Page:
Quando comecei a assistir mais filmes eu precisava de um caminho pra seguir e caí de cabeça em um monte…
All the President's Men
At times it looked like it might cost them their jobs, their reputations, and maybe even their lives.
In the run-up to the 1972 elections, Washington Post reporter Bob Woodward covers what seems to be a minor break-in at the Democratic Party National headquarters. He is surprised to find top lawyers already on the defense case, and the discovery of names and addresses of Republican fund organizers on the accused further arouses his suspicions. The editor of the Post is prepared to run with the story and assigns Woodward and Carl Bernstein to it. They find the trail leading higher and higher in the Republican Party, and eventually into the White House itself.
All the President's Men is primarily a staggering display of a perfectly paranoid craftsman. Alan J. Pakula pulls tensity and fascinations out from an otherwise excruciating process - investigative journalism. He observes facts, meticulous dates, times and names, closer than facile characters or broadly stroked stakes. Yet so closely watched is each victory, processed step and intensity of two men's integrity in the face of uncovering a web of mystery that it is impossible to turn away. As each aspect of a seemingly simple burglary piece thickens into political intrigue, it's purely gripping.
The murky, shadowy and paranoid city scapes of Washington brighten the meticulous details of mapping out a potential giant-ranged political corruption case. Most will know the outcome,…
Allow me a moment of nerdery.
Back in the days when Empire magazine was good and I used to buy it, I used to pretty often snip bits out of their magazines and stick them on my wall. Usually they were just ads for films or maybe the occasional picture of Julia Ormond, Cameron Diaz or Winona Ryder. But sometimes I would snip out their Classic Scene section.
This was basically just the screenplay version of a classic scene from a great movie from years gone by. One of the ones I took out was a scene from All The President's Men, a film I had only just seen and loved a few months before. It was this scene:-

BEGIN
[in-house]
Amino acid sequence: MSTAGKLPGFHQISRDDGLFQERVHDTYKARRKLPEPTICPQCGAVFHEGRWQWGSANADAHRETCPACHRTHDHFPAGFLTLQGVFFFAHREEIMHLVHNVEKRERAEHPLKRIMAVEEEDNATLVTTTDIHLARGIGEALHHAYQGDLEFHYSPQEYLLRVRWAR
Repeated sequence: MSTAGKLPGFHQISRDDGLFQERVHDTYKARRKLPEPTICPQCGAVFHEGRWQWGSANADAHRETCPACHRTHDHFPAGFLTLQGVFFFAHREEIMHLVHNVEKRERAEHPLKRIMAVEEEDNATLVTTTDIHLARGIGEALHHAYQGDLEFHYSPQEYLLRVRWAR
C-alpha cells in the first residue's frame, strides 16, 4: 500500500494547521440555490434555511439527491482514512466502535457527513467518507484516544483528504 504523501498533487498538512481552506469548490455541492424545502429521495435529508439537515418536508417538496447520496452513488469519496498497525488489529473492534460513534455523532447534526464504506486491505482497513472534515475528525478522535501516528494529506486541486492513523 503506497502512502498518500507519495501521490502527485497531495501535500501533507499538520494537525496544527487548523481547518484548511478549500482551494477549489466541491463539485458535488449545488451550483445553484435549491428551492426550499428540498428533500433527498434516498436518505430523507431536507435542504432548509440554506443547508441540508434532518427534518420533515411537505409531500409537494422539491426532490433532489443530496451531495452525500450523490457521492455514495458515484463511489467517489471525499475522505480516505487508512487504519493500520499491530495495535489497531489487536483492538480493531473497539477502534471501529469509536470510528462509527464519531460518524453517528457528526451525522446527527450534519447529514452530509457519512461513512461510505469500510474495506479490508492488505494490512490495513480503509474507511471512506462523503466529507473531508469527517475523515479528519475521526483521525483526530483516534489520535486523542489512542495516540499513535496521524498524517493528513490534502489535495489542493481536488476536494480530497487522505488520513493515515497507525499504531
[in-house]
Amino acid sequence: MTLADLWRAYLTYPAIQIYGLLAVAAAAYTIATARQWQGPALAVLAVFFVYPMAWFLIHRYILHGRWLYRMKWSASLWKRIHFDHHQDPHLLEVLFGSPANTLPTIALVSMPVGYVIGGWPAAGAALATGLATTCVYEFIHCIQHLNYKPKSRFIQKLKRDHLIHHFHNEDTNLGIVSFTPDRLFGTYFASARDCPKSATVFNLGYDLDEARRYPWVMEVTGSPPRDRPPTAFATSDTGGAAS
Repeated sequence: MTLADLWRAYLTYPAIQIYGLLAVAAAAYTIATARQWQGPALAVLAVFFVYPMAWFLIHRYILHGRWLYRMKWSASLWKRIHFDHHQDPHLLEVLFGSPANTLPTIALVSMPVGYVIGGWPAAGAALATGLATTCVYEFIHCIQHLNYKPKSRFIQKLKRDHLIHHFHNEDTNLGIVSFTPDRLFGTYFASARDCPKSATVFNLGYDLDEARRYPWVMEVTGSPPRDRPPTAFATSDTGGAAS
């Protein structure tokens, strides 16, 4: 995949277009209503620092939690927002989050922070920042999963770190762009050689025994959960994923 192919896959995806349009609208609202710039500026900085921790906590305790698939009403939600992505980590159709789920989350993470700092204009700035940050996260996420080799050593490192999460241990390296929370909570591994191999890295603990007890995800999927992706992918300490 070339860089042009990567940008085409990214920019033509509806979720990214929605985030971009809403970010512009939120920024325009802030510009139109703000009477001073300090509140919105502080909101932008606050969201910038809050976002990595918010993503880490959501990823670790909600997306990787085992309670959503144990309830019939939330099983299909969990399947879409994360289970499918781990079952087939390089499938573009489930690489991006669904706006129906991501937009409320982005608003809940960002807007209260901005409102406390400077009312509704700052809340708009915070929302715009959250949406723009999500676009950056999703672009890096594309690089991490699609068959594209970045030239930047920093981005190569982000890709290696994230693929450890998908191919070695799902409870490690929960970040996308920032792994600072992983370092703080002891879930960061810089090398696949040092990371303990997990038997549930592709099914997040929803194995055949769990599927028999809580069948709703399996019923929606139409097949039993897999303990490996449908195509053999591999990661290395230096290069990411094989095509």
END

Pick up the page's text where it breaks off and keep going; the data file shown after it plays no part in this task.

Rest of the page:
In retrospect, pretty obviously not a great way to distract myself from the election.
This is perhaps one of the best procedural films ever made and what I respect about it is that it approaches its subject matter without frills and added fictional distractors to spice up the story. It sticks to the task at hand and, much like the journalists featuring in the story, it is intent on presenting the account as close to the truth as possible.
Alan J. Pakula seems to understand one thing very well here and that is that if you want to tell a story as intricate as this one, you have to make sure that the audience will listen to those telling it. He does that brilliantly by allowing for a lot of dialogue, not forcing himself…
One thread that stood out on this watch: A quiet but brutal critique of television to rival the far louder satire of Network, which was released the same year. The film repeatedly shows televisions, mostly around the Washington Post newsroom, presenting a counterfactual narrative of the Nixon administration that stands in complete opposition to the one assembled by Bob Woodward and Carl Bernstein. While they search for the facts, the Post TVs mostly regurgitate the Nixon party line and publicize their “non-denial denials” of the latest Post story, propagating an illusion of a moral, lawful President unfairly attacked by a politically motivated newspaper and its agenda-driven journalists. TV obscures the truth while newspapers expose it, an idea neatly encapsulated in the final scene where Nixon is inaugurated on television in the foreground, while Woodward and Bernstein pound away on their typewriters in the background.